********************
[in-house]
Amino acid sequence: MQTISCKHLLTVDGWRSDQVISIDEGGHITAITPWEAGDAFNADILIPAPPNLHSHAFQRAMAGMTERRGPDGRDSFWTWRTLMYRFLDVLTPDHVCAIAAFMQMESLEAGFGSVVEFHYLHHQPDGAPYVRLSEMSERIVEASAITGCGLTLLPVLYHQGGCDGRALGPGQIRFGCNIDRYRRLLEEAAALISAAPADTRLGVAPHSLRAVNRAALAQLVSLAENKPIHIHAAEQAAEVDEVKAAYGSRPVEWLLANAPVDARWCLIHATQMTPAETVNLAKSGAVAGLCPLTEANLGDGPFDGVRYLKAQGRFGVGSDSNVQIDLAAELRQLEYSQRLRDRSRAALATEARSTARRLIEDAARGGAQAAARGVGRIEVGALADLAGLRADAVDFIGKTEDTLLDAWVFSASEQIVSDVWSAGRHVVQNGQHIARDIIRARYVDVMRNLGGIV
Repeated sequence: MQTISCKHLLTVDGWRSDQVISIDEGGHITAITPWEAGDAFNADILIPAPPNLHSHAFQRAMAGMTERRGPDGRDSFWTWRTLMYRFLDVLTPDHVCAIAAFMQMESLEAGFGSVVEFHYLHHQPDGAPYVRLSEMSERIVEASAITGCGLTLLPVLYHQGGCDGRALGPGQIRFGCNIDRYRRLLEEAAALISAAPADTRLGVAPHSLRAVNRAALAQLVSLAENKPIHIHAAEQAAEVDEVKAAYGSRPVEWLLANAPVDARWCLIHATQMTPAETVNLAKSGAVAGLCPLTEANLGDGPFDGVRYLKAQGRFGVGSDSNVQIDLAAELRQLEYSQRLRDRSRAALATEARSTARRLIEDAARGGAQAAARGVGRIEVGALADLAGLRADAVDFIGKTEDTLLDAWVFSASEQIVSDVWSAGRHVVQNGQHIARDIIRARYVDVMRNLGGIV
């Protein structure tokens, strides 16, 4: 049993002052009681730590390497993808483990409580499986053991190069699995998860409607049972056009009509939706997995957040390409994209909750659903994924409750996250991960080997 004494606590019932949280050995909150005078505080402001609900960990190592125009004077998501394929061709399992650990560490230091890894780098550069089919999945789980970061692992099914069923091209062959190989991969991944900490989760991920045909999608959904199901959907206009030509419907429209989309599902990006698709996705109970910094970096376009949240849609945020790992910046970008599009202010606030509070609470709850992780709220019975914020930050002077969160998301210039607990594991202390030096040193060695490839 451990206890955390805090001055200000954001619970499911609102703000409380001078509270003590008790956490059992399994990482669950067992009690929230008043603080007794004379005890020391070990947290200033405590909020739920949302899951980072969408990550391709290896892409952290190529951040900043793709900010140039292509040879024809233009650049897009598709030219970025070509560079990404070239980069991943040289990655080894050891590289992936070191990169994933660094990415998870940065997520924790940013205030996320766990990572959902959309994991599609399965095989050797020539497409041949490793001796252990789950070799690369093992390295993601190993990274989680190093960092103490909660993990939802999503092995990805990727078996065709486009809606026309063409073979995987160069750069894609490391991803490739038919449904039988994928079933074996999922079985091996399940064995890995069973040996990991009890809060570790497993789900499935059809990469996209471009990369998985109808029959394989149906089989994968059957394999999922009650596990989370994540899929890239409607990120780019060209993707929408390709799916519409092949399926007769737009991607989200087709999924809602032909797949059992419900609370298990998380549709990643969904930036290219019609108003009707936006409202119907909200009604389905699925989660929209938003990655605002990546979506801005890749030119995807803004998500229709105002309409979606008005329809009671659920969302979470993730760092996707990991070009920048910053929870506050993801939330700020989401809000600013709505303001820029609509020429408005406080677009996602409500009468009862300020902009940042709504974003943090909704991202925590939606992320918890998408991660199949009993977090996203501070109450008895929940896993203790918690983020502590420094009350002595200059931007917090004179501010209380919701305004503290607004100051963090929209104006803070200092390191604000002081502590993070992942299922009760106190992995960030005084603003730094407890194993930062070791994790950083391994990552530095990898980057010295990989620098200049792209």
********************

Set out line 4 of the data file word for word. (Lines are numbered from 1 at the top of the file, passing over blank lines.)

């Protein structure tokens, strides 16, 4: 049993002052009681730590390497993808483990409580499986053991190069699995998860409607049972056009009509939706997995957040390409994209909750659903994924409750996250991960080997 004494606590019932949280050995909150005078505080402001609900960990190592125009004077998501394929061709399992650990560490230091890894780098550069089919999945789980970061692992099914069923091209062959190989991969991944900490989760991920045909999608959904199901959907206009030509419907429209989309599902990006698709996705109970910094970096376009949240849609945020790992910046970008599009202010606030509070609470709850992780709220019975914020930050002077969160998301210039607990594991202390030096040193060695490839 451990206890955390805090001055200000954001619970499911609102703000409380001078509270003590008790956490059992399994990482669950067992009690929230008043603080007794004379005890020391070990947290200033405590909020739920949302899951980072969408990550391709290896892409952290190529951040900043793709900010140039292509040879024809233009650049897009598709030219970025070509560079990404070239980069991943040289990655080894050891590289992936070191990169994933660094990415998870940065997520924790940013205030996320766990990572959902959309994991599609399965095989050797020539497409041949490793001796252990789950070799690369093992390295993601190993990274989680190093960092103490909660993990939802999503092995990805990727078996065709486009809606026309063409073979995987160069750069894609490391991803490739038919449904039988994928079933074996999922079985091996399940064995890995069973040996990991009890809060570790497993789900499935059809990469996209471009990369998985109808029959394989149906089989994968059957394999999922009650596990989370994540899929890239409607990120780019060209993707929408390709799916519409092949399926007769737009991607989200087709999924809602032909797949059992419900609370298990998380549709990643969904930036290219019609108003009707936006409202119907909200009604389905699925989660929209938003990655605002990546979506801005890749030119995807803004998500229709105002309409979606008005329809009671659920969302979470993730760092996707990991070009920048910053929870506050993801939330700020989401809000600013709505303001820029609509020429408005406080677009996602409500009468009862300020902009940042709504974003943090909704991202925590939606992320918890998408991660199949009993977090996203501070109450008895929940896993203790918690983020502590420094009350002595200059931007917090004179501010209380919701305004503290607004100051963090929209104006803070200092390191604000002081502590993070992942299922009760106190992995960030005084603003730094407890194993930062070791994790950083391994990552530095990898980057010295990989620098200049792209």